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OK, I've been working on the seat for my 450 project - what a nightmare.
The foam was completey shot, seat cover shot, seat pan cracked.

Stripped everything off and got my neighbor to braze up the cracks in the pan.
Soaked the pan in MSR and de-funkified it completely.
Primed the pan with self-etching primer, painted with semi-gloss engine enamel, then baked it. Looks better than new !!

Everything going normally to this point, I'm on familiar ground so far, and so very pleased with myself........

But, now for the foam - what a freakin' nightmare.
I've never re-foamed a seat before, though I've done seat covers with little problem.
I obtained a big chunk of 6" thick extra-firm seat foam - the idea was to "sculpt" a single piece of foam, into which the seat pan could be inserted and glued.
WRONG - the top of the seat pan is such a complex shape that it's just impossible to carve out the foam to the proper shape. This foam doesn't cut that easily in the first place.
I tried hacksaw blades and electric carving knives - pretty much useless for carving complex concave shapes like this.
Then I rigged up a hot-wire cutter using a big Weller soldering iron - no good.
Then I put a small wire wheel in my die grinder and started to remove the material. Within seconds me and everything in the shop was covered with a layer of foam dust, which seems to be electrostatically charged, and really hard to remove, even with the shop vac.
Wifey said I looked like a Teddy Bear that had been pulled inside out, covered head to foot in this stuff. Bad idea....

So I'm scrapping the idea of using a single piece of foam.
It may be easy enough to carve outside surfaces and corners of this stuff, but carving inside corners and concave shapes is nearly impossible. There may be some magic technique, but it hasn't occurred to me at this point.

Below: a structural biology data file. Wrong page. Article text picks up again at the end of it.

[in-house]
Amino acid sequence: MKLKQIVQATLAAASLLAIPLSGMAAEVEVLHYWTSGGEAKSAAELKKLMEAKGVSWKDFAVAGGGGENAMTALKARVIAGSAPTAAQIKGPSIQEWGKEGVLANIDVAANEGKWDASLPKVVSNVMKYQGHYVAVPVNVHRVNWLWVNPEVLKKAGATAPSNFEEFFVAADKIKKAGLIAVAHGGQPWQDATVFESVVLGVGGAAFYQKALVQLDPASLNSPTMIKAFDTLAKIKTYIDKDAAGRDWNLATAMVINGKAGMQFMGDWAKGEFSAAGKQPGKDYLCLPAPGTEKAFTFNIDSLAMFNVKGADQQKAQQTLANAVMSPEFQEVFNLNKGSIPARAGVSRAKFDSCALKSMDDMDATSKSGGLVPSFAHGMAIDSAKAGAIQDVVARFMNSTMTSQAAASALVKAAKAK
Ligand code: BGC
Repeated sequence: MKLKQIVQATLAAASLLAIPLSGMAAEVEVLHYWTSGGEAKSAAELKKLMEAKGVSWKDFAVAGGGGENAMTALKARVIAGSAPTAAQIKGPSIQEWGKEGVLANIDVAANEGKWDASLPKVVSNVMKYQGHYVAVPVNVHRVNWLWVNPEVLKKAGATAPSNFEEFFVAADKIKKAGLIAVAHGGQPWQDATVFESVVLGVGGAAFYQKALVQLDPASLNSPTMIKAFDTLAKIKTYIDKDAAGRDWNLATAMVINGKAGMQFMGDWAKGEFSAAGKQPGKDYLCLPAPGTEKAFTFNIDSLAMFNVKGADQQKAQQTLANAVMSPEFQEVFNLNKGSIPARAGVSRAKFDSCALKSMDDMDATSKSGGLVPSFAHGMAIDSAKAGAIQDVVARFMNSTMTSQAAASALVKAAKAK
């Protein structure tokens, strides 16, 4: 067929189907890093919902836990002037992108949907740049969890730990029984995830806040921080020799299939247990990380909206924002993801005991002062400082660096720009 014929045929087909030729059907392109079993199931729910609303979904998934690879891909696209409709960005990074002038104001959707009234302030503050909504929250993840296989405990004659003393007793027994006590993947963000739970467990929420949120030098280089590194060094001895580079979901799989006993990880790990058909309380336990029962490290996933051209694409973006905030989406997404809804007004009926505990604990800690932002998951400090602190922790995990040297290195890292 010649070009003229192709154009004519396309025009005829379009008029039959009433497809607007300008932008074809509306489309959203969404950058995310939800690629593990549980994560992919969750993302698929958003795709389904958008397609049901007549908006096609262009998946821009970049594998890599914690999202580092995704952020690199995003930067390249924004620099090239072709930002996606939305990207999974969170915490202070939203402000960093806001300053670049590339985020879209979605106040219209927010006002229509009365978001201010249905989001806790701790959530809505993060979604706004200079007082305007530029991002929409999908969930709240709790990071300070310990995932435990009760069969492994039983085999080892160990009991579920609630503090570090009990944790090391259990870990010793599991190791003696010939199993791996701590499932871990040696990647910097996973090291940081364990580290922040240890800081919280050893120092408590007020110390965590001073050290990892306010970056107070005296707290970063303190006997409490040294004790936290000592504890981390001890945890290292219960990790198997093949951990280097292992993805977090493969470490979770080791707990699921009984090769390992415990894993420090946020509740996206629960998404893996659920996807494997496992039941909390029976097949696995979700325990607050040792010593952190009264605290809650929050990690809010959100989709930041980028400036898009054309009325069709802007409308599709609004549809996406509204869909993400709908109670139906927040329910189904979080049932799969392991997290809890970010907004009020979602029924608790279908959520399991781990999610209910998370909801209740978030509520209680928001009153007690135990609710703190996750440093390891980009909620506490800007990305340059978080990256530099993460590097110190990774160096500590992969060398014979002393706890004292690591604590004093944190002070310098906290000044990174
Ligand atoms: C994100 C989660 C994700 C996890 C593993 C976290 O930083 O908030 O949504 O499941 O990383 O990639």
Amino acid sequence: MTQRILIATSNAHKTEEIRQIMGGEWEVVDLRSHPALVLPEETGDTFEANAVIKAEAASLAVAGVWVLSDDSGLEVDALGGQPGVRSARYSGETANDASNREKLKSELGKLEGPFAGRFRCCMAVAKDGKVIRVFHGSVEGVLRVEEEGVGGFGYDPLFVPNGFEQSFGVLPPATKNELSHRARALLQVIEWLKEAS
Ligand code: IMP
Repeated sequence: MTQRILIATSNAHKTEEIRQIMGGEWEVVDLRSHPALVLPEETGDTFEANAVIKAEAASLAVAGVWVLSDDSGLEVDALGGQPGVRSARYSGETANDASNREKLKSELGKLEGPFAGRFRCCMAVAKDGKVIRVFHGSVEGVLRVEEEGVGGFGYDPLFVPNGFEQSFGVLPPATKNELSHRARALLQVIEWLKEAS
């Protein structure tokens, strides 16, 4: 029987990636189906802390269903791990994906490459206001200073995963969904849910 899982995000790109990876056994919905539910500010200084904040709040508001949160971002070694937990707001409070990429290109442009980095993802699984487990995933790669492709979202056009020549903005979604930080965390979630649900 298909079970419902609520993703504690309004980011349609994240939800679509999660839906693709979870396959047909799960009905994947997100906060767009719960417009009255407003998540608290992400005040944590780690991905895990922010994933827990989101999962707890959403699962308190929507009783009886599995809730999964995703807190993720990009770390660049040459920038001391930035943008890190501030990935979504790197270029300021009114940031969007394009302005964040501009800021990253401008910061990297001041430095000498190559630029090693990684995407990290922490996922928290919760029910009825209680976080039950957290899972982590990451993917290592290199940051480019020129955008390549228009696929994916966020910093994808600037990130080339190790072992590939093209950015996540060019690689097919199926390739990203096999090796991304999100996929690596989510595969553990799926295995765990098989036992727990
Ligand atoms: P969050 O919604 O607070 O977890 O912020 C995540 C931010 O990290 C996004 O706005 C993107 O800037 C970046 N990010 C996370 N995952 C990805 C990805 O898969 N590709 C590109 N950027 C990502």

Now I understand why the original foam seems to be built up from chunks and sheets.

So, a big sheet of 1" extra-firm foam has been ordered.
I'll start laying it up from the surface of the seat pan, using smaller chunks whittled from the 6", cover with layers of the 1", glueing everything together and finally reaching some oversized version of the final desired shape.
Then it should at least be possible to carve down the outside faces and curves using the electric carving knife.

This is unfortunate, as that chunk of 6" foam cost $50- money down the toilet, an oh-too-familiar story with these old bikes.
New high-quality seat cover remains in its package, waiting patiently.

More as it occurs............
 

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I've been tackling the foam with a bread cutting knife (long with this weird serrated edge) and it works quite well. I wish you the best of luck in your project.
 

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when I did my seat I had to "re-cut" the foam, and then built another seat and did the same because I did'nt like the first one. The one tool besides the electric filet knife, that worked very well, was one of those 90degree angle sanders, with fine grit discs. They spin so fast it removed foam REALLY quickly, and as long as you're good with your hands they should do any angle or shape you desire. If you use one, don't use the hook and loop sanding discs, use the screw in type. They're not so think as to get into your way with complex angles.

Here's the type of sander I used with good results: http://www.harborfreight.com/cpi/ctaf/D ... mber=99841 The 120 degree end makes getting into places a little easier than a 90 degree type.

These are the sanding discs I used. The orange/fine grit ones work the best with the foam, at least for me. http://www.shop3m.com/60980018828.html? ... nding-Disc I could probably mail you some of them to try??

P.S. Just a little discovery here, but there is no better or faster method that I've EVER EVER EVER found to remove gaskets without damaging/scratching/gouging anything than this wonderful little guy: http://www.shop3m.com/61500132180.html? ... 1500129806

GB :mrgreen:
 
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